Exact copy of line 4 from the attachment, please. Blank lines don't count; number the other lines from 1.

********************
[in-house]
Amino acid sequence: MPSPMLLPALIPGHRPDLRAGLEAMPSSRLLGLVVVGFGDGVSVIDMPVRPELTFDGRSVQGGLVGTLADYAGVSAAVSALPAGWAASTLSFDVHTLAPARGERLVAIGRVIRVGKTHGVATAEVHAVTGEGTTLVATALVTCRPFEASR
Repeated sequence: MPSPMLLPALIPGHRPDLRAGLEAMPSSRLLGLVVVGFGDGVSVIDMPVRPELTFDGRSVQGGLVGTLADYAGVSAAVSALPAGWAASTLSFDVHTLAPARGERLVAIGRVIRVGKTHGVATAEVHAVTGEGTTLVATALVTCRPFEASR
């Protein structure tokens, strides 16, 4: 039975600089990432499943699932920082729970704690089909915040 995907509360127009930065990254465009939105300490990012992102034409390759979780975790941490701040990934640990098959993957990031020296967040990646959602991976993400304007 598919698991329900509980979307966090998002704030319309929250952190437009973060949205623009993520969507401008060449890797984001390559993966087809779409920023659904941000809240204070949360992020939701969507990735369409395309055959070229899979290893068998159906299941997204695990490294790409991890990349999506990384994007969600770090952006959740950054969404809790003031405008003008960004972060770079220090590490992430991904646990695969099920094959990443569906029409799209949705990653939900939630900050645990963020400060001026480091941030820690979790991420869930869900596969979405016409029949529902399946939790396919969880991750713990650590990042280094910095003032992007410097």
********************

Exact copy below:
């Protein structure tokens, strides 16, 4: 039975600089990432499943699932920082729970704690089909915040 995907509360127009930065990254465009939105300490990012992102034409390759979780975790941490701040990934640990098959993957990031020296967040990646959602991976993400304007 598919698991329900509980979307966090998002704030319309929250952190437009973060949205623009993520969507401008060449890797984001390559993966087809779409920023659904941000809240204070949360992020939701969507990735369409395309055959070229899979290893068998159906299941997204695990490294790409991890990349999506990384994007969600770090952006959740950054969404809790003031405008003008960004972060770079220090590490992430991904646990695969099920094959990443569906029409799209949705990653939900939630900050645990963020400060001026480091941030820690979790991420869930869900596969979405016409029949529902399946939790396919969880991750713990650590990042280094910095003032992007410097």